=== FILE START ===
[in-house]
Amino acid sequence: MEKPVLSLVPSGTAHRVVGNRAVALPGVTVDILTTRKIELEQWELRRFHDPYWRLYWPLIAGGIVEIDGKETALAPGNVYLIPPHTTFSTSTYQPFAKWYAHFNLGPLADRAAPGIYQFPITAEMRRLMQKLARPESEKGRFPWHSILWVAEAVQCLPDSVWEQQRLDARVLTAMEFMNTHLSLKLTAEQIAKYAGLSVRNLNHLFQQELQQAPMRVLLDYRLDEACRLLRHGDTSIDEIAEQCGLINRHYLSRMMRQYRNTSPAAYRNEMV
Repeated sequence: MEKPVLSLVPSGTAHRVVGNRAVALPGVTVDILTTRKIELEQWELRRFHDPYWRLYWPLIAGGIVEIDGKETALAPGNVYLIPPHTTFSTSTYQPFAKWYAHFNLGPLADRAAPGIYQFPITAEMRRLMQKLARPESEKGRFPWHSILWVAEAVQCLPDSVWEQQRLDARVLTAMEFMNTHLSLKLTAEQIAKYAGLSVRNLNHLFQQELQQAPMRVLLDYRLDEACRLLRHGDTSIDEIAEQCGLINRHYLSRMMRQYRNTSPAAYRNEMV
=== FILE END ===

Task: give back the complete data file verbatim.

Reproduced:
[in-house]
Amino acid sequence: MEKPVLSLVPSGTAHRVVGNRAVALPGVTVDILTTRKIELEQWELRRFHDPYWRLYWPLIAGGIVEIDGKETALAPGNVYLIPPHTTFSTSTYQPFAKWYAHFNLGPLADRAAPGIYQFPITAEMRRLMQKLARPESEKGRFPWHSILWVAEAVQCLPDSVWEQQRLDARVLTAMEFMNTHLSLKLTAEQIAKYAGLSVRNLNHLFQQELQQAPMRVLLDYRLDEACRLLRHGDTSIDEIAEQCGLINRHYLSRMMRQYRNTSPAAYRNEMV
Repeated sequence: MEKPVLSLVPSGTAHRVVGNRAVALPGVTVDILTTRKIELEQWELRRFHDPYWRLYWPLIAGGIVEIDGKETALAPGNVYLIPPHTTFSTSTYQPFAKWYAHFNLGPLADRAAPGIYQFPITAEMRRLMQKLARPESEKGRFPWHSILWVAEAVQCLPDSVWEQQRLDARVLTAMEFMNTHLSLKLTAEQIAKYAGLSVRNLNHLFQQELQQAPMRVLLDYRLDEACRLLRHGDTSIDEIAEQCGLINRHYLSRMMRQYRNTSPAAYRNEMV